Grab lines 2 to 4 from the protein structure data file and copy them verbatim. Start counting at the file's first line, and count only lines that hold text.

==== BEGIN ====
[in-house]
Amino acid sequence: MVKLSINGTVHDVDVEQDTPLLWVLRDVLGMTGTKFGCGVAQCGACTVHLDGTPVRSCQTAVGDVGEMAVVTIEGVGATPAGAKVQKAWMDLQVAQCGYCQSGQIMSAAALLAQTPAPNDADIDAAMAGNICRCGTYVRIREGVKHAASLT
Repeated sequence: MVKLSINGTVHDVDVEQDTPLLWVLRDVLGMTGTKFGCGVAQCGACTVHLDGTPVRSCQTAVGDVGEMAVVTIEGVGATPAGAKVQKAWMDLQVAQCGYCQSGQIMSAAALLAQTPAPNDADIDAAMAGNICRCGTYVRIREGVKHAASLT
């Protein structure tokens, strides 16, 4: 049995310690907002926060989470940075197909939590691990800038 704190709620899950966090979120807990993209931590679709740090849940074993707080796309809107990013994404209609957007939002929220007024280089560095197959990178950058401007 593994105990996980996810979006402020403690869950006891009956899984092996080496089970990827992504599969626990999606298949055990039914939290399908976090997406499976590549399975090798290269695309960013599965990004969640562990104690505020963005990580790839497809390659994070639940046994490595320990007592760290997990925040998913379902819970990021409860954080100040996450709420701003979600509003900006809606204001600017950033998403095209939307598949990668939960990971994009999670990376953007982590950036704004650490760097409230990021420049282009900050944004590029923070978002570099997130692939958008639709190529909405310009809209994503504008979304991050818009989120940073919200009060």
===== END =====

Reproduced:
Amino acid sequence: MVKLSINGTVHDVDVEQDTPLLWVLRDVLGMTGTKFGCGVAQCGACTVHLDGTPVRSCQTAVGDVGEMAVVTIEGVGATPAGAKVQKAWMDLQVAQCGYCQSGQIMSAAALLAQTPAPNDADIDAAMAGNICRCGTYVRIREGVKHAASLT
Repeated sequence: MVKLSINGTVHDVDVEQDTPLLWVLRDVLGMTGTKFGCGVAQCGACTVHLDGTPVRSCQTAVGDVGEMAVVTIEGVGATPAGAKVQKAWMDLQVAQCGYCQSGQIMSAAALLAQTPAPNDADIDAAMAGNICRCGTYVRIREGVKHAASLT
């Protein structure tokens, strides 16, 4: 049995310690907002926060989470940075197909939590691990800038 704190709620899950966090979120807990993209931590679709740090849940074993707080796309809107990013994404209609957007939002929220007024280089560095197959990178950058401007 593994105990996980996810979006402020403690869950006891009956899984092996080496089970990827992504599969626990999606298949055990039914939290399908976090997406499976590549399975090798290269695309960013599965990004969640562990104690505020963005990580790839497809390659994070639940046994490595320990007592760290997990925040998913379902819970990021409860954080100040996450709420701003979600509003900006809606204001600017950033998403095209939307598949990668939960990971994009999670990376953007982590950036704004650490760097409230990021420049282009900050944004590029923070978002570099997130692939958008639709190529909405310009809209994503504008979304991050818009989120940073919200009060």